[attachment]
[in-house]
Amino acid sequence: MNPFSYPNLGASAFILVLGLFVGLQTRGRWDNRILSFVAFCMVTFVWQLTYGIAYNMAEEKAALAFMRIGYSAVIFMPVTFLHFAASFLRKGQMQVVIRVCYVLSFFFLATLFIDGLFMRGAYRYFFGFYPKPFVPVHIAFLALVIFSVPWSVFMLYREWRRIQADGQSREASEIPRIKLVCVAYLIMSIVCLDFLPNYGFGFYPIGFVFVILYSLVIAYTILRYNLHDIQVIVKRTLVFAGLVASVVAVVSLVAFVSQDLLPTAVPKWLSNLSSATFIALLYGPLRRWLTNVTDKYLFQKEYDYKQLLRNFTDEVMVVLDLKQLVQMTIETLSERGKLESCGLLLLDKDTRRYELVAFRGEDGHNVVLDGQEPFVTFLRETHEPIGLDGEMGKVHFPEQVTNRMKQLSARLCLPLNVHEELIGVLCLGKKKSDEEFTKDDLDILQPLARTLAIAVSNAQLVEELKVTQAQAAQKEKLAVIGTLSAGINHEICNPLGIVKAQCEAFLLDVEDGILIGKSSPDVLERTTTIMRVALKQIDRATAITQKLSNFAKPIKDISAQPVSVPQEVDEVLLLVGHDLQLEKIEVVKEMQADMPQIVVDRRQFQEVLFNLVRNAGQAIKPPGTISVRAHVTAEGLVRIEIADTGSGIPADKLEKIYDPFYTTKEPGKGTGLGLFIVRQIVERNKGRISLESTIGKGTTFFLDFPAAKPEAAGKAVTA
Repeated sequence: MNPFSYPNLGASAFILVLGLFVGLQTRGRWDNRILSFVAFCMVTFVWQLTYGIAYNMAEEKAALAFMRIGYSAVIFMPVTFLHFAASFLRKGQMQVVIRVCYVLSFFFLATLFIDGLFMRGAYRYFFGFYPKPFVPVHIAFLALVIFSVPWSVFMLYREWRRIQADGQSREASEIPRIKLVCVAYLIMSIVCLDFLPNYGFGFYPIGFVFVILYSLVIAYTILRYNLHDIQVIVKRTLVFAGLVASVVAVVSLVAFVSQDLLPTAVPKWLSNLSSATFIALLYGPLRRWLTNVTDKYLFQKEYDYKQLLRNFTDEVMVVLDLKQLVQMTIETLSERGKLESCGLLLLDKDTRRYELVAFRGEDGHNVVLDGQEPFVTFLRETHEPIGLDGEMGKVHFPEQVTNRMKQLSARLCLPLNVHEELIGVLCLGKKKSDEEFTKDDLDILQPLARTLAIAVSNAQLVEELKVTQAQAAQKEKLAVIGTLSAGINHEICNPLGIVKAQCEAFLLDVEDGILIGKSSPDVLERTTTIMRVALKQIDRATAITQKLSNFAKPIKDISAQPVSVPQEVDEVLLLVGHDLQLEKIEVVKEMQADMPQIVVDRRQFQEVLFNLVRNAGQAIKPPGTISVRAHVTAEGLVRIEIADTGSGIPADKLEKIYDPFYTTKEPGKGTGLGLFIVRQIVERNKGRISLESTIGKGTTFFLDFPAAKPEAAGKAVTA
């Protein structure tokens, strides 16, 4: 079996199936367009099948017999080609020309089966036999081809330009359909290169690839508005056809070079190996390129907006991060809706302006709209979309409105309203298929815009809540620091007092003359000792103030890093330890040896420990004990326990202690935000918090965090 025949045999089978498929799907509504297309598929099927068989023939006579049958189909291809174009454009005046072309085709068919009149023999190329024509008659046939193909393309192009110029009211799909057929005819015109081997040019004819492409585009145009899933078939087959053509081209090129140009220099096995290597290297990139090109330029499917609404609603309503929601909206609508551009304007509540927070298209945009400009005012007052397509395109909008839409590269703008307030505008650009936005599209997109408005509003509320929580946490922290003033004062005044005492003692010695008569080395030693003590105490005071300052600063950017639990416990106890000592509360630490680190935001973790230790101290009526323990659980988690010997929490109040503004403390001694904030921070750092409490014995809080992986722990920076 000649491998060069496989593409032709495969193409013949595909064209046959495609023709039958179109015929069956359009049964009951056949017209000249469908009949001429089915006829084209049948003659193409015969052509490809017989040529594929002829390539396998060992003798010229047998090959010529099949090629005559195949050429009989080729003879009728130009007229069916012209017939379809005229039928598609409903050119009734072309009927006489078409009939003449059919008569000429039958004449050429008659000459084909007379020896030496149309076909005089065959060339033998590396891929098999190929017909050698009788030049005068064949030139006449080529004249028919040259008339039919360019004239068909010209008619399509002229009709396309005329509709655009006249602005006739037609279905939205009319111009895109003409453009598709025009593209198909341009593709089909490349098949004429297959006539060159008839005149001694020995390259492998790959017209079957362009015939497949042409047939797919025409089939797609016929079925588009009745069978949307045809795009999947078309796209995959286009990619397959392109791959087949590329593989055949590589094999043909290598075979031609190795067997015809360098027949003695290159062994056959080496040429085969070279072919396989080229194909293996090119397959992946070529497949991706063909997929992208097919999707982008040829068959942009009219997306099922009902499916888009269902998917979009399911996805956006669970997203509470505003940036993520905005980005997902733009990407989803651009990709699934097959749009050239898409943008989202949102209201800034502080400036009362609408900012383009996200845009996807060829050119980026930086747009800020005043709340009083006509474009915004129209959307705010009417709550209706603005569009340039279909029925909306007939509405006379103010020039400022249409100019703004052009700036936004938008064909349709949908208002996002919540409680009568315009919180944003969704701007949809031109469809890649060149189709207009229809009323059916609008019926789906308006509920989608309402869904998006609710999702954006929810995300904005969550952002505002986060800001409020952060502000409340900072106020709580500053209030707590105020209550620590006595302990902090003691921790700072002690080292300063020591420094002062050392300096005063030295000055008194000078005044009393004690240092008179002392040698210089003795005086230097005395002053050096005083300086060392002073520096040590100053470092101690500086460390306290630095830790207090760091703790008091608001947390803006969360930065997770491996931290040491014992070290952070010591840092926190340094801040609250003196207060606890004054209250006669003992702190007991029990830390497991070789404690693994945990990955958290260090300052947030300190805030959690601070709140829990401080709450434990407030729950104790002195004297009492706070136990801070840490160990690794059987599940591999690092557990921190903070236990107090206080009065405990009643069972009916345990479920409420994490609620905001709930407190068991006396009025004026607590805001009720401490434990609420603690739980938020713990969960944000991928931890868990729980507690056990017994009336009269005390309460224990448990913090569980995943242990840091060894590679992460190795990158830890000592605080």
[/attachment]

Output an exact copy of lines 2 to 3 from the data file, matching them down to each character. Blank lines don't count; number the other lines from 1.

Amino acid sequence: MNPFSYPNLGASAFILVLGLFVGLQTRGRWDNRILSFVAFCMVTFVWQLTYGIAYNMAEEKAALAFMRIGYSAVIFMPVTFLHFAASFLRKGQMQVVIRVCYVLSFFFLATLFIDGLFMRGAYRYFFGFYPKPFVPVHIAFLALVIFSVPWSVFMLYREWRRIQADGQSREASEIPRIKLVCVAYLIMSIVCLDFLPNYGFGFYPIGFVFVILYSLVIAYTILRYNLHDIQVIVKRTLVFAGLVASVVAVVSLVAFVSQDLLPTAVPKWLSNLSSATFIALLYGPLRRWLTNVTDKYLFQKEYDYKQLLRNFTDEVMVVLDLKQLVQMTIETLSERGKLESCGLLLLDKDTRRYELVAFRGEDGHNVVLDGQEPFVTFLRETHEPIGLDGEMGKVHFPEQVTNRMKQLSARLCLPLNVHEELIGVLCLGKKKSDEEFTKDDLDILQPLARTLAIAVSNAQLVEELKVTQAQAAQKEKLAVIGTLSAGINHEICNPLGIVKAQCEAFLLDVEDGILIGKSSPDVLERTTTIMRVALKQIDRATAITQKLSNFAKPIKDISAQPVSVPQEVDEVLLLVGHDLQLEKIEVVKEMQADMPQIVVDRRQFQEVLFNLVRNAGQAIKPPGTISVRAHVTAEGLVRIEIADTGSGIPADKLEKIYDPFYTTKEPGKGTGLGLFIVRQIVERNKGRISLESTIGKGTTFFLDFPAAKPEAAGKAVTA
Repeated sequence: MNPFSYPNLGASAFILVLGLFVGLQTRGRWDNRILSFVAFCMVTFVWQLTYGIAYNMAEEKAALAFMRIGYSAVIFMPVTFLHFAASFLRKGQMQVVIRVCYVLSFFFLATLFIDGLFMRGAYRYFFGFYPKPFVPVHIAFLALVIFSVPWSVFMLYREWRRIQADGQSREASEIPRIKLVCVAYLIMSIVCLDFLPNYGFGFYPIGFVFVILYSLVIAYTILRYNLHDIQVIVKRTLVFAGLVASVVAVVSLVAFVSQDLLPTAVPKWLSNLSSATFIALLYGPLRRWLTNVTDKYLFQKEYDYKQLLRNFTDEVMVVLDLKQLVQMTIETLSERGKLESCGLLLLDKDTRRYELVAFRGEDGHNVVLDGQEPFVTFLRETHEPIGLDGEMGKVHFPEQVTNRMKQLSARLCLPLNVHEELIGVLCLGKKKSDEEFTKDDLDILQPLARTLAIAVSNAQLVEELKVTQAQAAQKEKLAVIGTLSAGINHEICNPLGIVKAQCEAFLLDVEDGILIGKSSPDVLERTTTIMRVALKQIDRATAITQKLSNFAKPIKDISAQPVSVPQEVDEVLLLVGHDLQLEKIEVVKEMQADMPQIVVDRRQFQEVLFNLVRNAGQAIKPPGTISVRAHVTAEGLVRIEIADTGSGIPADKLEKIYDPFYTTKEPGKGTGLGLFIVRQIVERNKGRISLESTIGKGTTFFLDFPAAKPEAAGKAVTA